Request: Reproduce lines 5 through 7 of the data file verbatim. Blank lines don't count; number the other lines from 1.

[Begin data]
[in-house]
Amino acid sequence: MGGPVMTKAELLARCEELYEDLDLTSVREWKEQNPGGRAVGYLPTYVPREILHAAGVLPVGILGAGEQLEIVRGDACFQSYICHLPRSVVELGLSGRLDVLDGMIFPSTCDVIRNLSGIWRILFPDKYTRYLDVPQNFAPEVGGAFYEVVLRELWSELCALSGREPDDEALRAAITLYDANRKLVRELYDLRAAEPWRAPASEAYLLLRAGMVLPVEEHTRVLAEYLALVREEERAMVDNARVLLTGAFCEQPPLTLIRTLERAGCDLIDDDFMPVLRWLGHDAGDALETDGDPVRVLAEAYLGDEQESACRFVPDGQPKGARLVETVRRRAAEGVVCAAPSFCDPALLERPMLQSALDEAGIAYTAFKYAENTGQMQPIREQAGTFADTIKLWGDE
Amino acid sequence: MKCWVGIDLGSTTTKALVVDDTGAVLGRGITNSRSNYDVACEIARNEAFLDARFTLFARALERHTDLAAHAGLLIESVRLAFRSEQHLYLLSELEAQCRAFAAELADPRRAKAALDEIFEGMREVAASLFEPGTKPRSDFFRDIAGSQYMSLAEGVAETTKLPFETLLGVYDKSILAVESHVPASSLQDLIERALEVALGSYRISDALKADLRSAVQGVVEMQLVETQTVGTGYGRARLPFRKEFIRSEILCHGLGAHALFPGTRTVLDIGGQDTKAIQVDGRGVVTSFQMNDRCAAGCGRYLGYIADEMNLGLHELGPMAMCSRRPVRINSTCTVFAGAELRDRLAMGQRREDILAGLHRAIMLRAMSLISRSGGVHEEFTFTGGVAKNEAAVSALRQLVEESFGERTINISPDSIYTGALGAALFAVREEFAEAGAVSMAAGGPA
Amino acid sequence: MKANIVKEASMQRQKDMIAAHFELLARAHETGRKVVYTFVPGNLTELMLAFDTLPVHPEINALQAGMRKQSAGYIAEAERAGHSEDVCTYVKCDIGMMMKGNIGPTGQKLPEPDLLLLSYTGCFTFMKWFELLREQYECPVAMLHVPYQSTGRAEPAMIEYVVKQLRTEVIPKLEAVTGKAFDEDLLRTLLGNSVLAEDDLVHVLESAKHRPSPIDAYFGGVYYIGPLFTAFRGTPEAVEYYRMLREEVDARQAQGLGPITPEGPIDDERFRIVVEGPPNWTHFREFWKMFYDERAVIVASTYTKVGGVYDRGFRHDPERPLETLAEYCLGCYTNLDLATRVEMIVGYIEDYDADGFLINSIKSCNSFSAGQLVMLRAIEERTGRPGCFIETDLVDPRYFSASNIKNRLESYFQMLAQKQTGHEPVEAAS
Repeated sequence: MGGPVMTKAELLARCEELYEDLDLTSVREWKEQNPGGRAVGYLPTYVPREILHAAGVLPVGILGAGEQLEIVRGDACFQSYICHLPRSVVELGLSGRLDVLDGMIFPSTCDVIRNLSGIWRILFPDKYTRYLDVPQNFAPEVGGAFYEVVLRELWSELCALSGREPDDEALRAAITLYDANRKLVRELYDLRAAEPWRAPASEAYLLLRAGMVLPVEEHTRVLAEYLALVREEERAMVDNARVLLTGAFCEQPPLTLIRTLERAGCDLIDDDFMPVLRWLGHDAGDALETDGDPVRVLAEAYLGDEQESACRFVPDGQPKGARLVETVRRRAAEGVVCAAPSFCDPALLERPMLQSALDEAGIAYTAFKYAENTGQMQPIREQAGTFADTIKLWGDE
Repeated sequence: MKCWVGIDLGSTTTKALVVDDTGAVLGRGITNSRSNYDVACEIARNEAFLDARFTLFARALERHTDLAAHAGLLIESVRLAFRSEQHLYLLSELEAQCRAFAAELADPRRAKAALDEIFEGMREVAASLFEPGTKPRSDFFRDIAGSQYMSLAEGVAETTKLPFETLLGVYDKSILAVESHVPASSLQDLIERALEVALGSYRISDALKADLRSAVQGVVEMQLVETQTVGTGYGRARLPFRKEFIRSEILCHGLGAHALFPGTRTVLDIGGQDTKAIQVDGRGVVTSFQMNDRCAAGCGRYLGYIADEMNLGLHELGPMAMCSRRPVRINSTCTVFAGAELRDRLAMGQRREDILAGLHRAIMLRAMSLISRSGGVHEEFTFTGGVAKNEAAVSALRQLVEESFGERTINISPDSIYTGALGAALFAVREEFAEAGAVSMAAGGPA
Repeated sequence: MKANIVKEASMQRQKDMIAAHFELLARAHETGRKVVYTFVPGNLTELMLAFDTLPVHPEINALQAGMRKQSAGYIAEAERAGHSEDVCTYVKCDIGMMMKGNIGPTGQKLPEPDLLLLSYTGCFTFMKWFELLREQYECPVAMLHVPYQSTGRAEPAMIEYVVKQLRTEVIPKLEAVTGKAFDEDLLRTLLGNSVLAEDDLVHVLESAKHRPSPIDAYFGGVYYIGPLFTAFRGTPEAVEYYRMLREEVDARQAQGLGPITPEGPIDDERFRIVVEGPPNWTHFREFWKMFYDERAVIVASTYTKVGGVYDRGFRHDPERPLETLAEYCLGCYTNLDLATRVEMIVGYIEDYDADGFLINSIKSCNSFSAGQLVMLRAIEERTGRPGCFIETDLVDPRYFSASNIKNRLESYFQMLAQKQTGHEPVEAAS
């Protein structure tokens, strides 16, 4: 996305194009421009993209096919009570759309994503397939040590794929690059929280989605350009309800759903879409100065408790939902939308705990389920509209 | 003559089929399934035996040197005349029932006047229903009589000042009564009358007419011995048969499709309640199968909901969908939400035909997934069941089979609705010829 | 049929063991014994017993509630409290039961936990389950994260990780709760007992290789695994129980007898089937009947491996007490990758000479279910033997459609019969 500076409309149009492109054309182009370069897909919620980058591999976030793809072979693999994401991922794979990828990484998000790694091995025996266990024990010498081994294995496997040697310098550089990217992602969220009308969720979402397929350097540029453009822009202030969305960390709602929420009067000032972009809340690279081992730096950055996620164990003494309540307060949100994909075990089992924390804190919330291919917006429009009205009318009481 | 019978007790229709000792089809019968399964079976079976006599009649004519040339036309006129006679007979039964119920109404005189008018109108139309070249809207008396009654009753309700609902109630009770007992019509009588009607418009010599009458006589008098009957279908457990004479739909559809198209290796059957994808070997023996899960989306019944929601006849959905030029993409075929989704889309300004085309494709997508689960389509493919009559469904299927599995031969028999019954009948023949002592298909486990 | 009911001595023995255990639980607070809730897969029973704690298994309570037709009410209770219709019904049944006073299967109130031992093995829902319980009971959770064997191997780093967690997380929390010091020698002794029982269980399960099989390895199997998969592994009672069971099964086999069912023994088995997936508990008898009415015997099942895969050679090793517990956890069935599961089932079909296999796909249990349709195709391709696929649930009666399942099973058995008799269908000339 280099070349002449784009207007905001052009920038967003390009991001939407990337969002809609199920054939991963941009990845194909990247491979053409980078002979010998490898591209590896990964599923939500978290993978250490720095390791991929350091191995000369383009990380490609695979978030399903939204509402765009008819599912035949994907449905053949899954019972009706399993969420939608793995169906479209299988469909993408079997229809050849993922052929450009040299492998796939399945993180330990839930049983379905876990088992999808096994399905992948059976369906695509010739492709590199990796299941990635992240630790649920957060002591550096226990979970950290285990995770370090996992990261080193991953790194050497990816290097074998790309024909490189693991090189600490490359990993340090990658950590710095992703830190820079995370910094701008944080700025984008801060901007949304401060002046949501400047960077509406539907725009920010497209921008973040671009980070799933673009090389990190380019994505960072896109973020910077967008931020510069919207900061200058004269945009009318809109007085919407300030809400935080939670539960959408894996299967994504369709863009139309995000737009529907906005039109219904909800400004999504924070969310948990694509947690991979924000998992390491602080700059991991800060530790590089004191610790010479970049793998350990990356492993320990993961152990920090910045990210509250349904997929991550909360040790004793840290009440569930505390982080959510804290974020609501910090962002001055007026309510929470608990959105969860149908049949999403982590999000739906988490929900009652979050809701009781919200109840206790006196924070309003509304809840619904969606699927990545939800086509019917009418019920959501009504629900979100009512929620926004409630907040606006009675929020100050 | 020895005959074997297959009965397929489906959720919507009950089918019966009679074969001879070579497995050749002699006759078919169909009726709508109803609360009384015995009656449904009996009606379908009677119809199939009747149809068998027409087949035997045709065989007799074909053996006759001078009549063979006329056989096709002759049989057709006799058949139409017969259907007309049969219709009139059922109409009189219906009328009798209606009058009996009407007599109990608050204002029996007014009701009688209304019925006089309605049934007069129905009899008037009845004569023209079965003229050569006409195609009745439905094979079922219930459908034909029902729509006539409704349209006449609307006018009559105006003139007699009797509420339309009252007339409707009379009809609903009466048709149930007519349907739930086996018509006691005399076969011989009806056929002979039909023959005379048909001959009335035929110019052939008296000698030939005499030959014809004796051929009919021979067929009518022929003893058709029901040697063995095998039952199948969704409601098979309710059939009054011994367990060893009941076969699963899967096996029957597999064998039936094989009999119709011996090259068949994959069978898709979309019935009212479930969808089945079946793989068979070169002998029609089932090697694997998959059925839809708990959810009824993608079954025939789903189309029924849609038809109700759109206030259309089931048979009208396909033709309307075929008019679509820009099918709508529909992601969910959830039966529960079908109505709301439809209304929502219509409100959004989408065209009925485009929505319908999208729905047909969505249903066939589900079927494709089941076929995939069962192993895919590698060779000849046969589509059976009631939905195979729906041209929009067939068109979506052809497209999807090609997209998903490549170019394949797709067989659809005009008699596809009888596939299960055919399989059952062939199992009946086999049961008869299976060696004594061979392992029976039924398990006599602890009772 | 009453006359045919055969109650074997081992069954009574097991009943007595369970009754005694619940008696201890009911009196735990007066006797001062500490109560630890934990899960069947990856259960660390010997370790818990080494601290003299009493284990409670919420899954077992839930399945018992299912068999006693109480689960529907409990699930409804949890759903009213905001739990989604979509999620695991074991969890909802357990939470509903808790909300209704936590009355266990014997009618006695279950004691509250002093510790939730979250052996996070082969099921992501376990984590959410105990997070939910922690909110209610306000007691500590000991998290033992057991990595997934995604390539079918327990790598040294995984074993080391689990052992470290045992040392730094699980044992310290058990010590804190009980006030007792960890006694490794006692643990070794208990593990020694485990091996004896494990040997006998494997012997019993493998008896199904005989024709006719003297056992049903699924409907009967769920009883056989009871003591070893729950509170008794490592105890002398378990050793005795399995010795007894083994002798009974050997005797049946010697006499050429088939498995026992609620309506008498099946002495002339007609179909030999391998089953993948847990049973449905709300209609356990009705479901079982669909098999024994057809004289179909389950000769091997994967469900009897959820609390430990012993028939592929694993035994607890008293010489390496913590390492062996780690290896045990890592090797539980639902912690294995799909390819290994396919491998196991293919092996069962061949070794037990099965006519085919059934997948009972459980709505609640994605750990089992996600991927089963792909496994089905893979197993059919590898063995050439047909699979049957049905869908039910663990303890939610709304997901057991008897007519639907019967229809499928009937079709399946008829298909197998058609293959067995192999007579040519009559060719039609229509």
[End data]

Repeated sequence: MGGPVMTKAELLARCEELYEDLDLTSVREWKEQNPGGRAVGYLPTYVPREILHAAGVLPVGILGAGEQLEIVRGDACFQSYICHLPRSVVELGLSGRLDVLDGMIFPSTCDVIRNLSGIWRILFPDKYTRYLDVPQNFAPEVGGAFYEVVLRELWSELCALSGREPDDEALRAAITLYDANRKLVRELYDLRAAEPWRAPASEAYLLLRAGMVLPVEEHTRVLAEYLALVREEERAMVDNARVLLTGAFCEQPPLTLIRTLERAGCDLIDDDFMPVLRWLGHDAGDALETDGDPVRVLAEAYLGDEQESACRFVPDGQPKGARLVETVRRRAAEGVVCAAPSFCDPALLERPMLQSALDEAGIAYTAFKYAENTGQMQPIREQAGTFADTIKLWGDE
Repeated sequence: MKCWVGIDLGSTTTKALVVDDTGAVLGRGITNSRSNYDVACEIARNEAFLDARFTLFARALERHTDLAAHAGLLIESVRLAFRSEQHLYLLSELEAQCRAFAAELADPRRAKAALDEIFEGMREVAASLFEPGTKPRSDFFRDIAGSQYMSLAEGVAETTKLPFETLLGVYDKSILAVESHVPASSLQDLIERALEVALGSYRISDALKADLRSAVQGVVEMQLVETQTVGTGYGRARLPFRKEFIRSEILCHGLGAHALFPGTRTVLDIGGQDTKAIQVDGRGVVTSFQMNDRCAAGCGRYLGYIADEMNLGLHELGPMAMCSRRPVRINSTCTVFAGAELRDRLAMGQRREDILAGLHRAIMLRAMSLISRSGGVHEEFTFTGGVAKNEAAVSALRQLVEESFGERTINISPDSIYTGALGAALFAVREEFAEAGAVSMAAGGPA
Repeated sequence: MKANIVKEASMQRQKDMIAAHFELLARAHETGRKVVYTFVPGNLTELMLAFDTLPVHPEINALQAGMRKQSAGYIAEAERAGHSEDVCTYVKCDIGMMMKGNIGPTGQKLPEPDLLLLSYTGCFTFMKWFELLREQYECPVAMLHVPYQSTGRAEPAMIEYVVKQLRTEVIPKLEAVTGKAFDEDLLRTLLGNSVLAEDDLVHVLESAKHRPSPIDAYFGGVYYIGPLFTAFRGTPEAVEYYRMLREEVDARQAQGLGPITPEGPIDDERFRIVVEGPPNWTHFREFWKMFYDERAVIVASTYTKVGGVYDRGFRHDPERPLETLAEYCLGCYTNLDLATRVEMIVGYIEDYDADGFLINSIKSCNSFSAGQLVMLRAIEERTGRPGCFIETDLVDPRYFSASNIKNRLESYFQMLAQKQTGHEPVEAAS